The artillery shell fired during the historic unveiling of Wolverhampton’s Saragarhi Monument has been presented to the Gurdwara that commissioned the statue during a special commemoration evening.

Members of the British Army paid an official visit to Wednesfield’s Guru Nanak Gurdwara to meet members of the local community and speak about the importance of the statue. 

The Saragarhi Monument, which stands in Well Lane close to the Gurdwara, is the first UK memorial of its kind commemorating the bravery of 19th century Sikh soldiers. 

It was officially unveiled on 12 September, 2021 and the ceremony included a single canon shot to honour the Sikh soldiers who died in the conflict.

The artillery shell fired in the ceremony was presented to the Guru Nanak Gurdwara by Brigadier John Kendall and colleagues from the British Army during the visit.

Brigadier Kendall also gave a presentation to members of the Gurdwara and the local community about the importance of the statue and provided further history about the Battle of Saragarhi, including how the conflict would have been from a soldier’s point of view. 

Representatives from the Royal Air Force and Royal Navy were also in attendance during the evening as part of their community engagement programmes. 

Members of the Gurdwara’s congregation undertook a massive £100,000 fundraising programme for the Saragarhi Monument, which was created by Black Country sculptor Luke Perry.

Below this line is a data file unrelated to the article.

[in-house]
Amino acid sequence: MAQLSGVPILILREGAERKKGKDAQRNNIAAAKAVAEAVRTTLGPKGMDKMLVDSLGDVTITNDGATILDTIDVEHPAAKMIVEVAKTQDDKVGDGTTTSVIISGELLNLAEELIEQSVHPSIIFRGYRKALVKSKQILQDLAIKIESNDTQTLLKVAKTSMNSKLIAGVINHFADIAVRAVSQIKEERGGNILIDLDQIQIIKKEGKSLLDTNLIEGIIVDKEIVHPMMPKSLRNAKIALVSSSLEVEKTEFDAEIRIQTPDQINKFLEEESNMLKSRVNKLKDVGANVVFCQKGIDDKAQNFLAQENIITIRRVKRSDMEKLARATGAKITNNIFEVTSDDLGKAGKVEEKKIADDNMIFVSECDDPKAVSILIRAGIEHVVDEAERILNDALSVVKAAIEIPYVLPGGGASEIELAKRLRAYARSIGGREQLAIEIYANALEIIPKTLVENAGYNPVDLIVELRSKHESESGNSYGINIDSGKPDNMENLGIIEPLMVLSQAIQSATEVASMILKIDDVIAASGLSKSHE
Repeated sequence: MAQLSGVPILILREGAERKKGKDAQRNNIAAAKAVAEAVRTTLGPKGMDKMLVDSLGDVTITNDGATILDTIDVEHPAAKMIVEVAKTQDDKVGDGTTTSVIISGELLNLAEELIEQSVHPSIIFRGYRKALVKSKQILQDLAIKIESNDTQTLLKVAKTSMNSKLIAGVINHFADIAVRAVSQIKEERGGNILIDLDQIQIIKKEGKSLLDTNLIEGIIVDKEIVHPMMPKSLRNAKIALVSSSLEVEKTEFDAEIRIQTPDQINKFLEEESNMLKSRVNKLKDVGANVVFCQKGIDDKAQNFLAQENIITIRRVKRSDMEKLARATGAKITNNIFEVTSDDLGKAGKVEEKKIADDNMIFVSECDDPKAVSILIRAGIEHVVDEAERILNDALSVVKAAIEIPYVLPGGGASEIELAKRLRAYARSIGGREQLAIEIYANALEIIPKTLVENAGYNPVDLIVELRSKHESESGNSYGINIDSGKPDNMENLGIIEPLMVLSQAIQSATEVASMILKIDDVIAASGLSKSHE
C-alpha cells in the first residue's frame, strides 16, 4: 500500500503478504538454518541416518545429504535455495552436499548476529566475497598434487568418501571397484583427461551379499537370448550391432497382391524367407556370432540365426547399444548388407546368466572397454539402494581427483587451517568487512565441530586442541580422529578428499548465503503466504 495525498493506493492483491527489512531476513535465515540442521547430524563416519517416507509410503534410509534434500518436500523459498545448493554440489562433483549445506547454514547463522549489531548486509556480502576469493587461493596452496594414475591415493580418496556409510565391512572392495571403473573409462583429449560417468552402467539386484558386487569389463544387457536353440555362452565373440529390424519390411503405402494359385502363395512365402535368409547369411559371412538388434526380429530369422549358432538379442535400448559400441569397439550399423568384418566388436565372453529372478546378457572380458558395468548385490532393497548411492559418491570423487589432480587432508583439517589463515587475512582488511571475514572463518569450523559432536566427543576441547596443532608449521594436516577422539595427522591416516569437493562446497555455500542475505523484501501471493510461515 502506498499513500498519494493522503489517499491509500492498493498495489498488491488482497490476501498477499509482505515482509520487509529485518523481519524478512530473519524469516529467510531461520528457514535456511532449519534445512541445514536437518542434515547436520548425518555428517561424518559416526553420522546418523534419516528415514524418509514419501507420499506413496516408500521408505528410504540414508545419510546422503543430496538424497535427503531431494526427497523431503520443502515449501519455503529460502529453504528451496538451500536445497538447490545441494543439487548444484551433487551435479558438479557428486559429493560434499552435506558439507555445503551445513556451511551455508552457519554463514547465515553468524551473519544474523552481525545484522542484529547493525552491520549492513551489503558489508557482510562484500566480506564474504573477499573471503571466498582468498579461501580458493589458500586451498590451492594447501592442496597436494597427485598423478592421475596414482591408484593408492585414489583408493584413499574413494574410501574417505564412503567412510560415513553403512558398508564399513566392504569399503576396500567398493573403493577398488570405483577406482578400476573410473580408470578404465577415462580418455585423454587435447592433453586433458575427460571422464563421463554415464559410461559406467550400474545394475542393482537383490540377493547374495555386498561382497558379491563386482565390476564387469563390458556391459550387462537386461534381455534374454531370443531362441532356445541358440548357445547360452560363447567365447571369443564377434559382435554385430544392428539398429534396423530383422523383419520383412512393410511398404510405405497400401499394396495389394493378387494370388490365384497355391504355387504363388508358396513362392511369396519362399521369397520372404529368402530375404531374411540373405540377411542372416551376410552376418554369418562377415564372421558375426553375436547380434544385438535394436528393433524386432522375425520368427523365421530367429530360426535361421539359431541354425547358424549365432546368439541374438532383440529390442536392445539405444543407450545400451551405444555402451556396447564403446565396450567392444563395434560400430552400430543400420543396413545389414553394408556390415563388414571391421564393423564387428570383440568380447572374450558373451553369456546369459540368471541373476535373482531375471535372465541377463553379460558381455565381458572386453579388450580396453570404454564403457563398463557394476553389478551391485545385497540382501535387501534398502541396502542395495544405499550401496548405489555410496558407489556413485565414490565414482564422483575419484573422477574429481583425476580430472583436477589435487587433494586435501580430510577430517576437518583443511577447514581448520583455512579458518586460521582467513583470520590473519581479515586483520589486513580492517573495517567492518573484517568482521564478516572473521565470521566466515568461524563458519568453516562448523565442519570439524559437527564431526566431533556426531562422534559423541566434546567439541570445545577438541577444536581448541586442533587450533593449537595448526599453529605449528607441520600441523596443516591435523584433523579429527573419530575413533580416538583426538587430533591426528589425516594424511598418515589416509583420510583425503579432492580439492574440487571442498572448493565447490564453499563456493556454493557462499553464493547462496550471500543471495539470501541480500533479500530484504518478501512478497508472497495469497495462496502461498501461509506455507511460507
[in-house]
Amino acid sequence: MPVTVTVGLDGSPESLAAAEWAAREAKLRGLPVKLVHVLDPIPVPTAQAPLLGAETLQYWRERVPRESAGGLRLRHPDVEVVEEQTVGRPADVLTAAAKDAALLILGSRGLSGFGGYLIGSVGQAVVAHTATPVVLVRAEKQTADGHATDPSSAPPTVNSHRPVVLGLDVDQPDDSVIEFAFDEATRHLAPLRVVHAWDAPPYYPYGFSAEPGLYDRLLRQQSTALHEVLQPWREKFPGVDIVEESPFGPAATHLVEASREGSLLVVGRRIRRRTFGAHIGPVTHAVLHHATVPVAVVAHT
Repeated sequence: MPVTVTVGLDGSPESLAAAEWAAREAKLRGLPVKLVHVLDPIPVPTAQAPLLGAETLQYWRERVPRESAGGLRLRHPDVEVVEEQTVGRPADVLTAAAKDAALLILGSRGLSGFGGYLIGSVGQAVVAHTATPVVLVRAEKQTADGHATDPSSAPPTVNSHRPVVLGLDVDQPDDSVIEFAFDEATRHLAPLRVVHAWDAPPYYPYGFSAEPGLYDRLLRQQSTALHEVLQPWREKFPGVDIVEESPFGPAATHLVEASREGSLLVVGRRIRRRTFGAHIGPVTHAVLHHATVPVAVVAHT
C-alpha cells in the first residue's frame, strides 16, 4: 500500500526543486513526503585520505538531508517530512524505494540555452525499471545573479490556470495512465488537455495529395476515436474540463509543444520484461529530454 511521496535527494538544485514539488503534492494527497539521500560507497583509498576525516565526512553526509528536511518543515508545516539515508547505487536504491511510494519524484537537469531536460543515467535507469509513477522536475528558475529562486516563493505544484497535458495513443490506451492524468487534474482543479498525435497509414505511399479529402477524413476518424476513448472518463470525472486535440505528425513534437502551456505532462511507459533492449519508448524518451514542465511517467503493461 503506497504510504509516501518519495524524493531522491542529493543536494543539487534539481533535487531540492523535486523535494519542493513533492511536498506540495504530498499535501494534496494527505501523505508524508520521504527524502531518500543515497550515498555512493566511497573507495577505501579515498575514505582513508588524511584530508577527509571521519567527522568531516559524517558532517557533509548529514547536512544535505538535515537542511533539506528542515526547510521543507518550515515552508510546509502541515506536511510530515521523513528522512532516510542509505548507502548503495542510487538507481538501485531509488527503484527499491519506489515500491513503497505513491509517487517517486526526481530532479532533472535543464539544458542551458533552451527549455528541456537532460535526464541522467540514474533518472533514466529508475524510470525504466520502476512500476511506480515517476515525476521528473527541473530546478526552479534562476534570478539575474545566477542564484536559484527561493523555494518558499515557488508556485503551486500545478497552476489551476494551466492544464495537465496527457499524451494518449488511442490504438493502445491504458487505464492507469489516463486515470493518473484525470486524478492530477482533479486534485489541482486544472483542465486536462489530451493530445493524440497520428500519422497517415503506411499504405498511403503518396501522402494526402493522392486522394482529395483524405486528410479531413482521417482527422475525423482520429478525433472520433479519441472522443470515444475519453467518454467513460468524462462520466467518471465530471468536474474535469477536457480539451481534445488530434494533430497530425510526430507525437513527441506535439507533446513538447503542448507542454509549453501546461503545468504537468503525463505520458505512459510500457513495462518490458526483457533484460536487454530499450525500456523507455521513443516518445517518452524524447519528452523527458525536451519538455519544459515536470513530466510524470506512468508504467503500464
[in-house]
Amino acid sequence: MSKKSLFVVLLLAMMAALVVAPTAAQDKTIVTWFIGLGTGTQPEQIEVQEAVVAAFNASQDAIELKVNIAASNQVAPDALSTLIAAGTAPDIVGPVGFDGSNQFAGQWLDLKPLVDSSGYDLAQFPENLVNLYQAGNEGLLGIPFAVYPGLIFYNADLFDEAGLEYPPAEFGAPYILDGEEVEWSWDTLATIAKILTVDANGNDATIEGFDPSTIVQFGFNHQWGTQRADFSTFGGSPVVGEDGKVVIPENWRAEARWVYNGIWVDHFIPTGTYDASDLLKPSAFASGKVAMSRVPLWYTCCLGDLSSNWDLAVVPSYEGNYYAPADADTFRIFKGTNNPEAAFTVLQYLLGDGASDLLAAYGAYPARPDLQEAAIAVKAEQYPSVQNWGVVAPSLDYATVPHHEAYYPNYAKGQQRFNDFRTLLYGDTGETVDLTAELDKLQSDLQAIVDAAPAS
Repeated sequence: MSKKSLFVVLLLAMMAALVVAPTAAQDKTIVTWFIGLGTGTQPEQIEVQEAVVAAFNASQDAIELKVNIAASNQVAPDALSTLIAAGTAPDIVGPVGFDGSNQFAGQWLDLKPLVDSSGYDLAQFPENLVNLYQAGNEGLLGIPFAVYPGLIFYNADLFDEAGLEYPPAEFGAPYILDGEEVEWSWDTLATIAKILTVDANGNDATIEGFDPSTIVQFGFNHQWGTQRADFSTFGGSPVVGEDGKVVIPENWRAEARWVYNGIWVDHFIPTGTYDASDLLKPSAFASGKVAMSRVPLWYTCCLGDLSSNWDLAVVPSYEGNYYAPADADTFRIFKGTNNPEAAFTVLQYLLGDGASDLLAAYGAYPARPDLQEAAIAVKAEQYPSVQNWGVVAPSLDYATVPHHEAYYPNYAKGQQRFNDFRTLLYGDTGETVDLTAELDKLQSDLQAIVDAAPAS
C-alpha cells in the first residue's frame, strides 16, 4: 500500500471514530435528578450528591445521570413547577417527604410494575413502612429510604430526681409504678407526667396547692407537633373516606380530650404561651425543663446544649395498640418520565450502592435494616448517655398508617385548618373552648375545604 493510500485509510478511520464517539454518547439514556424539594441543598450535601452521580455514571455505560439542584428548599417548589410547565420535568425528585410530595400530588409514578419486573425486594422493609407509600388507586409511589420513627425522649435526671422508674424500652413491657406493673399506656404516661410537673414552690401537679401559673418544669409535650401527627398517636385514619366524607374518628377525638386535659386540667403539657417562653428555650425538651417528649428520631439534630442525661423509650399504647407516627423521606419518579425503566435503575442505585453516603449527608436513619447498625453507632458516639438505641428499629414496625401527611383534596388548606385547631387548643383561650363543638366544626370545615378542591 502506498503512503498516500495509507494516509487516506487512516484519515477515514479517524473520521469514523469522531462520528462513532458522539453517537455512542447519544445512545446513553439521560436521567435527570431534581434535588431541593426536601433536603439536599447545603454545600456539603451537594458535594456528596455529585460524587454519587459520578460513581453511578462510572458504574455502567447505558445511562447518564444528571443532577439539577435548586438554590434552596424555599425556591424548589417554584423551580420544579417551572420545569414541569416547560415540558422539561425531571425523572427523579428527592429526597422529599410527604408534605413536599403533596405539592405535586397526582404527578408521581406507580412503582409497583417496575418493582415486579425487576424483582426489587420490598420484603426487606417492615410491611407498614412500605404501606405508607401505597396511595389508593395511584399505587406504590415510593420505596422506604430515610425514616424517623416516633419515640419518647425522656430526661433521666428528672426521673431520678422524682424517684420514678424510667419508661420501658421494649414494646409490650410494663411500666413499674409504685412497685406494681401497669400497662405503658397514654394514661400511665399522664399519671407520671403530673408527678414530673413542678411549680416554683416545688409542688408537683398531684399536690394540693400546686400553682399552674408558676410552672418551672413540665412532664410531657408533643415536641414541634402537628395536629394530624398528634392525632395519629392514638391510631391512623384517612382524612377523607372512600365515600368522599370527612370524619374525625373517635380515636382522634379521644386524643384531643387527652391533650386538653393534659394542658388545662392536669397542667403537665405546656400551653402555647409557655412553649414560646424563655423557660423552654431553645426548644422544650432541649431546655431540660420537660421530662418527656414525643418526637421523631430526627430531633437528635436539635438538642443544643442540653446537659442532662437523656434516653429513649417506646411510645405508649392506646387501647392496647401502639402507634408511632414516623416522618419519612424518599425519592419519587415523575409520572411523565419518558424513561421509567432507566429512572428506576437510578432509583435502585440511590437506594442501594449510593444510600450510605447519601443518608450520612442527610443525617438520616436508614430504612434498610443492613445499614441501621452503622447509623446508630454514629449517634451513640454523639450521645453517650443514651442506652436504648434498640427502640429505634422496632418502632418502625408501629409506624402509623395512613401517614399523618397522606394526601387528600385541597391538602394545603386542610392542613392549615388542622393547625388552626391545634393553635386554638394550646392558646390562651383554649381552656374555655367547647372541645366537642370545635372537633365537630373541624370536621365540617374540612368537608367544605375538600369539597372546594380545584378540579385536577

The project was supported by the community and City of Wolverhampton Council also contributed £35,000 towards the memorial after it agreed to transfer land to the Gurdwara on a 99 year lease.

The memorial commemorates the Battle of Saragarhi, a conflict which took place on 12 September, 1897. The conflict saw 21 soldiers from the 36th Sikh Regiment of the British Indian Army fight against thousands of Afghan tribesmen. 

The battle centred on an outpost in Saragarhi which was surrounded and attacked by the tribesmen. The 21 soldiers inside the outpost, led by Havildar Ishar Singh, chose to fight to the death rather than surrender. A further man, Khuda Dhad, believed to be a Muslim cook and handyman who was not enrolled as a solider but was employed by the British Army, also died after choosing to join the battle to defend the outpost.

The conflict is considered by military historians to be one of the greatest last stands in history. Saragarhi Day is commemorated by the Indian Army's 4th battalion of the Sikh regiment every year on 12 September. 

Councillor Bhupinder Gakhal, Cabinet Member for City Assets and Housing at City of Wolverhampton Council and ward member for Wednesfield South, worked closely with the Gurdwara to develop plans for the memorial.

He said: “This was an important visit to recognise and remember the Battle of Saragarhi. The Gurdwara was honoured to have welcomed representatives from the British Army, the Royal Air Force and the Royal Navy and receive this special presentation. 

“The Saragarhi Monument forms part of British Army history and it is only right that we remember the 21 Sikh soldiers and the Muslim cook who joined their ranks for their incredible bravery. 

“I would encourage people to come to Wednesfield to see the monument and learn more about the brotherhood and sense of loyalty shared by those men who fought to the end.”